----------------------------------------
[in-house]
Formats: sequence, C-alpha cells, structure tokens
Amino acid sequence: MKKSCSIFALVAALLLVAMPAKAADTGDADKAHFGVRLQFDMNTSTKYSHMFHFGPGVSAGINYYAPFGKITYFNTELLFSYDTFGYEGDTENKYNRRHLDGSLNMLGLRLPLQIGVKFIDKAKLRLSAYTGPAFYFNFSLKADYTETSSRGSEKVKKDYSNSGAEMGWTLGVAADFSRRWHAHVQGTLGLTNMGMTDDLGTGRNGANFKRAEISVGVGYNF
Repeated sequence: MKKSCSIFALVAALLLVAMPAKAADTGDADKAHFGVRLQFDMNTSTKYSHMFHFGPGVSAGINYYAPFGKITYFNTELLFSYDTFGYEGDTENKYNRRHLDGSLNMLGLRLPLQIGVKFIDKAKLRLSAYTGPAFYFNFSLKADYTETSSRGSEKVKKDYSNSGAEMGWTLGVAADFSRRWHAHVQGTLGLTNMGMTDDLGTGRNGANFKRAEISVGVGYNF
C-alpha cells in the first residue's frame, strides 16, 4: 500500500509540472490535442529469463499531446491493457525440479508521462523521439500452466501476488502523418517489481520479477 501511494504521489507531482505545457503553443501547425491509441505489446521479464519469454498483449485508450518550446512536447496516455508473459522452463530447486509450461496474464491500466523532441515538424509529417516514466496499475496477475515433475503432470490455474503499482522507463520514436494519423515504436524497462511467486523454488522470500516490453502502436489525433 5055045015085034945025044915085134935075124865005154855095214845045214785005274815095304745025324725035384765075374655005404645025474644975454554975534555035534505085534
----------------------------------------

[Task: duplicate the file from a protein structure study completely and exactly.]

[in-house]
Formats: sequence, C-alpha cells, structure tokens
Amino acid sequence: MKKSCSIFALVAALLLVAMPAKAADTGDADKAHFGVRLQFDMNTSTKYSHMFHFGPGVSAGINYYAPFGKITYFNTELLFSYDTFGYEGDTENKYNRRHLDGSLNMLGLRLPLQIGVKFIDKAKLRLSAYTGPAFYFNFSLKADYTETSSRGSEKVKKDYSNSGAEMGWTLGVAADFSRRWHAHVQGTLGLTNMGMTDDLGTGRNGANFKRAEISVGVGYNF
Repeated sequence: MKKSCSIFALVAALLLVAMPAKAADTGDADKAHFGVRLQFDMNTSTKYSHMFHFGPGVSAGINYYAPFGKITYFNTELLFSYDTFGYEGDTENKYNRRHLDGSLNMLGLRLPLQIGVKFIDKAKLRLSAYTGPAFYFNFSLKADYTETSSRGSEKVKKDYSNSGAEMGWTLGVAADFSRRWHAHVQGTLGLTNMGMTDDLGTGRNGANFKRAEISVGVGYNF
C-alpha cells in the first residue's frame, strides 16, 4: 500500500509540472490535442529469463499531446491493457525440479508521462523521439500452466501476488502523418517489481520479477 501511494504521489507531482505545457503553443501547425491509441505489446521479464519469454498483449485508450518550446512536447496516455508473459522452463530447486509450461496474464491500466523532441515538424509529417516514466496499475496477475515433475503432470490455474503499482522507463520514436494519423515504436524497462511467486523454488522470500516490453502502436489525433 5055045015085034945025044915085134935075124865005154855095214845045214785005274815095304745025324725035384765075374655005404645025474644975454554975534555035534505085534